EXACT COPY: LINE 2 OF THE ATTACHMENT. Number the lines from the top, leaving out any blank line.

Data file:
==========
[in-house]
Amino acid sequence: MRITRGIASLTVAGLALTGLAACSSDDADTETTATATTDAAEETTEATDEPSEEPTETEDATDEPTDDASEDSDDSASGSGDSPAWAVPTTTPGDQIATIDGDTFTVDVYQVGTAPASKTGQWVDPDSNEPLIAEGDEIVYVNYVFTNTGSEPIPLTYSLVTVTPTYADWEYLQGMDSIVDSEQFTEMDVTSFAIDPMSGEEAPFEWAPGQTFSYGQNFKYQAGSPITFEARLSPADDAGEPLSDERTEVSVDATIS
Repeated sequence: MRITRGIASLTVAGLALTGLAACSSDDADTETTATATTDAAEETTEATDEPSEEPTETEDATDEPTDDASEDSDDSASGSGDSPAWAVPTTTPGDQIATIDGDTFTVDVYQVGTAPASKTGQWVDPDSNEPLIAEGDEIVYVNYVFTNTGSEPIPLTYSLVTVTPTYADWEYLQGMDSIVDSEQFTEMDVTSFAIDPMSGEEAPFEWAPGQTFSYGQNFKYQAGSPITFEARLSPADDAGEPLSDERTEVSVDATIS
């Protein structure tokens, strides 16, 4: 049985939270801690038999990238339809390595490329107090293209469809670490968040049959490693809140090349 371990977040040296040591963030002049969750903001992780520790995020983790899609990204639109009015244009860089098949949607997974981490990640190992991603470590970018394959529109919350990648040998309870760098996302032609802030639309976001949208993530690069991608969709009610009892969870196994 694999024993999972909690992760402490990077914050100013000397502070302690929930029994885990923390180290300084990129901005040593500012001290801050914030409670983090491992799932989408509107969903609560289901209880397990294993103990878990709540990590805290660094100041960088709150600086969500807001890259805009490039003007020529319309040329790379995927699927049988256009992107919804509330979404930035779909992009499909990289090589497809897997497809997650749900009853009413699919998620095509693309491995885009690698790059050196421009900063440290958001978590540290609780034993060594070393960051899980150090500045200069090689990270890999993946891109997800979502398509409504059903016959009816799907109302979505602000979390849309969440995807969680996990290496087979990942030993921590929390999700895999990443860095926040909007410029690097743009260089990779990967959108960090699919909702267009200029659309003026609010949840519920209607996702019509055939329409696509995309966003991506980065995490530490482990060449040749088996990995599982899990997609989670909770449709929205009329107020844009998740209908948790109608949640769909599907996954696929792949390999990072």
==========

Amino acid sequence: MRITRGIASLTVAGLALTGLAACSSDDADTETTATATTDAAEETTEATDEPSEEPTETEDATDEPTDDASEDSDDSASGSGDSPAWAVPTTTPGDQIATIDGDTFTVDVYQVGTAPASKTGQWVDPDSNEPLIAEGDEIVYVNYVFTNTGSEPIPLTYSLVTVTPTYADWEYLQGMDSIVDSEQFTEMDVTSFAIDPMSGEEAPFEWAPGQTFSYGQNFKYQAGSPITFEARLSPADDAGEPLSDERTEVSVDATIS